Not For Sale Highlights Global Human Trafficking, Raises Money for Research

0
134

“It’s really easy to own a human being right now,” said Kique Bazan, associate director of USF University Ministry and co-founder of the Not For Sale club. Bazan stated that, although drugs are still the most profitable form of trafficking, human trafficking is the least risky and tied with guns as the second most common form of trafficking in the world.

The “Trafficking of Persons Report,” released by the U.S. government in 2007, cites the International Labor Organization’s estimate that 12.3 million people are enslaved in the world. This slavery ranges from forced manual labor to sexual servitude to child soldiers. Of those trafficked across national borders, 50 percent are minors and 80 percent are women.

Bazan began work in 2007 with members of the USF community (specifically students in the Erasmus living and learning community) to combat the wide variety of human trafficking that occurs in the United States and San Francisco.  Thus, the “Not For Sale” club was created as an on campus activism program for students and USF community members.

Bazan described the club as a group of people dedicated to social justice who want to do more than just raise awareness about the cause. Members of Not For Sale, he says, “mobilize and engage” the community because “raising awareness is not enough.” The club is part of a larger Not For Sale Campaign that was originally inspired by USF Professor David Batstone’s book Not For Sale: The Return of the Global Slave Trade—and How We Can Fight It. The club, along with its parent campaign, relies on the diversity of skills amongst its members to meet the needs of the cause. Bazan ensures that any talent or ability can be applied to activism.

One of the biggest concerns of the club is conveying to the public how slavery has changed. “You don’t see slaves in shackles anymore; the shackles are in their mind,” Bazan explained. According to the 2007 “Trafficking of Persons Report,” most human trafficking and involuntary servitude involve children or young women being tricked into traveling to foreign countries for work and the promise of better pay. Upon arrival in the foreign country, the victims are stripped of their passports and belongings by their new employers and paid no money to perform sexual duties or manual labor. Often, children are sold into the industry at a very young age and have no concept of running away or seeking help. Some victims are physically restrained from leaving their employer or abuser, while language barriers and poverty restrain others.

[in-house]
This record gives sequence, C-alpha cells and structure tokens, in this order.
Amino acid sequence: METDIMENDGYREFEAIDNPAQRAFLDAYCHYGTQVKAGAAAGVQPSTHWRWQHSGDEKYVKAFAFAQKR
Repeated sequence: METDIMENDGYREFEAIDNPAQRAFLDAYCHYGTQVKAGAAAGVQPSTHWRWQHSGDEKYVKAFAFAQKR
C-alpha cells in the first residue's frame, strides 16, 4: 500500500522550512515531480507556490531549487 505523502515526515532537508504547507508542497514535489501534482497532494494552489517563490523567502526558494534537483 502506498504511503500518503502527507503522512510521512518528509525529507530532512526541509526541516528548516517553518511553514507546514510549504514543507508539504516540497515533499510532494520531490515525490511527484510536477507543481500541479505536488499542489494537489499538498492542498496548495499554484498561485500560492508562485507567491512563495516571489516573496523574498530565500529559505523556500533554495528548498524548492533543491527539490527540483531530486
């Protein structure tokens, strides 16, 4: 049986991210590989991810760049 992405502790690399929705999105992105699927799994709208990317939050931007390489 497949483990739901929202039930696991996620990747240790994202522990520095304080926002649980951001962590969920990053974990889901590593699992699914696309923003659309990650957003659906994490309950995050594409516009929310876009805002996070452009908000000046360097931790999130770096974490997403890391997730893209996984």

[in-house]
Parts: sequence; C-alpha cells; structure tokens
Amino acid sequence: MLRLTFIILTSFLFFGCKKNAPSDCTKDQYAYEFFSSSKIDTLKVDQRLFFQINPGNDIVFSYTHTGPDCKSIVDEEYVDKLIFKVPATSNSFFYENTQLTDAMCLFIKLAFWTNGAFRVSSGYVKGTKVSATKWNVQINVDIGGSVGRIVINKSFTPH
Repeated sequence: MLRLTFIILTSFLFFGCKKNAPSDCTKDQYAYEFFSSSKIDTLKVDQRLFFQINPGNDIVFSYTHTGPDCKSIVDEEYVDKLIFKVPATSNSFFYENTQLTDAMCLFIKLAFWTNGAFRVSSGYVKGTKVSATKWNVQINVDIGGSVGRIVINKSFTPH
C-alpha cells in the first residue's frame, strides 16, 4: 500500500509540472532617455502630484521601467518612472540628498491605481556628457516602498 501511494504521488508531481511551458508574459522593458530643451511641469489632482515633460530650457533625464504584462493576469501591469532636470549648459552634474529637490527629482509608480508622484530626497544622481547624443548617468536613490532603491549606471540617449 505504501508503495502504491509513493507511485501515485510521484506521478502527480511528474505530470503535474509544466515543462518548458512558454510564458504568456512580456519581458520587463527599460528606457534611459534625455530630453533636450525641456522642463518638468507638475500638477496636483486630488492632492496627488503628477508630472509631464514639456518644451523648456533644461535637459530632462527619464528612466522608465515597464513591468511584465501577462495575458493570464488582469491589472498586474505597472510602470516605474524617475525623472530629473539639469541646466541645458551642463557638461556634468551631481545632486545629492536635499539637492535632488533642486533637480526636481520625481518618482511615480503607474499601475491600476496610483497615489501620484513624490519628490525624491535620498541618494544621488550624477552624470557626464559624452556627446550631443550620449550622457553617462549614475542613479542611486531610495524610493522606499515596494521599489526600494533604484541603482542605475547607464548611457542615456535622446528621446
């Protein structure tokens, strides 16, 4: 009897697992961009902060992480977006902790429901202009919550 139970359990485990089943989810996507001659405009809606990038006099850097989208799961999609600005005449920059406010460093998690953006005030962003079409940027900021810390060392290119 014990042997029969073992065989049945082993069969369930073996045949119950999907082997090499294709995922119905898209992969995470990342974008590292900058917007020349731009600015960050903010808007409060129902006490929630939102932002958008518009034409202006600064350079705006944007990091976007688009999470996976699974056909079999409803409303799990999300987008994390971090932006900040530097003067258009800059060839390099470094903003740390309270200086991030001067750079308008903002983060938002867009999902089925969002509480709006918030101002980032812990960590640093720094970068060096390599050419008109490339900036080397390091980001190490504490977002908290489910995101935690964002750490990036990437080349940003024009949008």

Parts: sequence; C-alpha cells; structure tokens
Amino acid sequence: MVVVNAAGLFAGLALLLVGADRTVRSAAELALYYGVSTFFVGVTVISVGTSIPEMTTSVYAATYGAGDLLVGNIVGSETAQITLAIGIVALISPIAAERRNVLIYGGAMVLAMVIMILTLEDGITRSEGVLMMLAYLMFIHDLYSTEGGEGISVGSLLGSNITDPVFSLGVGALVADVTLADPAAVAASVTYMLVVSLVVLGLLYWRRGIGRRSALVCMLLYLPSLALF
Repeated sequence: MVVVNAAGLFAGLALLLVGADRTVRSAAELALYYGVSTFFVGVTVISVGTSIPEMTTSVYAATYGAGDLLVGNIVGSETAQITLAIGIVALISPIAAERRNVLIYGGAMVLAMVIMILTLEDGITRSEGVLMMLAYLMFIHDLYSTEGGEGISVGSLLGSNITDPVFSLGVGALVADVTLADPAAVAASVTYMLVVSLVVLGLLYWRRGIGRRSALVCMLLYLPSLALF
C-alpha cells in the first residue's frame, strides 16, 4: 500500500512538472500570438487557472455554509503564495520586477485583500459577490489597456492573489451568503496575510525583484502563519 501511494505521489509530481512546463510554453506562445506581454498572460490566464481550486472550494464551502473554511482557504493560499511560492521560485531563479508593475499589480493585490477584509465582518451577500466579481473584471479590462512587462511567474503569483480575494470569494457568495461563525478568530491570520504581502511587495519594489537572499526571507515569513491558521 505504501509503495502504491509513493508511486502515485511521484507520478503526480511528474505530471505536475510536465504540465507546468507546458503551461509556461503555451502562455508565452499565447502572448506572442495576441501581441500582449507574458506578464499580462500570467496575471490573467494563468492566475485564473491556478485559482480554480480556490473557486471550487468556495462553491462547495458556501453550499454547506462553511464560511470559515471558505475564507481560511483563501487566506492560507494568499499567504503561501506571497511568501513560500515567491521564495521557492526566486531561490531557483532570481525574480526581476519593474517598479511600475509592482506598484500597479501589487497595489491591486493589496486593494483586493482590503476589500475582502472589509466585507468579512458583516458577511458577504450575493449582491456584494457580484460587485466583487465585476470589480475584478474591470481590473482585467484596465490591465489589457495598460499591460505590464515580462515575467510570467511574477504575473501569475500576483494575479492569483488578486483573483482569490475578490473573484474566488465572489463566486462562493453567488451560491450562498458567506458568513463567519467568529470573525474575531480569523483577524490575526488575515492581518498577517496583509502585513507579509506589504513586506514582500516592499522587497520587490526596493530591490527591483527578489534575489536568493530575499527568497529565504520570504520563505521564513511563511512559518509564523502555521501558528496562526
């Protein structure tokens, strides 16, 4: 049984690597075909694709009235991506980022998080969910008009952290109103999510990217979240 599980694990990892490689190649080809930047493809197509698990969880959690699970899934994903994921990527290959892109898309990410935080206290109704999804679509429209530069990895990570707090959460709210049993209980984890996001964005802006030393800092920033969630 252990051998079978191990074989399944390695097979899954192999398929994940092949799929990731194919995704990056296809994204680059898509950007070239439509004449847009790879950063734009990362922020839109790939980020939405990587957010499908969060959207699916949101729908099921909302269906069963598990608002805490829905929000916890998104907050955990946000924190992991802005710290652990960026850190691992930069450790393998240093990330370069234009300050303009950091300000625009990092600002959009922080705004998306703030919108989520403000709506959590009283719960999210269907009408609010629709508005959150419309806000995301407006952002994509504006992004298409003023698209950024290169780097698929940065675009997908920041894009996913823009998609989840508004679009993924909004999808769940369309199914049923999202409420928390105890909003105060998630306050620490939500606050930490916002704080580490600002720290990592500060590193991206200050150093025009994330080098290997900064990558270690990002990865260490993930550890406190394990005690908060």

Last summer, three USF students participated in an investigative program about human trafficking. The students attended a two-week training academy in San Francisco and then traveled overseas to investigate and document cases of human trafficking and involuntary servitude in foreign countries. Now, the Not For Sale club is trying to get even more people involved in the cause, creating a scholarship for USF students who want to do social research about the modern slave trade. The scholarship is part of the senior gift and money is currently being raised for it. Bazan says students with financial need and significant interest in social justice should consider applying. If enough money is raised, the scholarship will cover the cost of attending the two-week academy as well as part of the student’s trip overseas to research the patterns of human trafficking in foreign countries. Not all students involved are required to go overseas, however. Many students involved in Not For Sale are doing work right here in San Francisco.

The application process for the scholarship has not been solidified yet, but any interested students should contact University Ministry.

The Not For Sale club meets every Tuesday at 7:15pm in UC 417.


LEAVE A REPLY

Please enter your comment!
Please enter your name here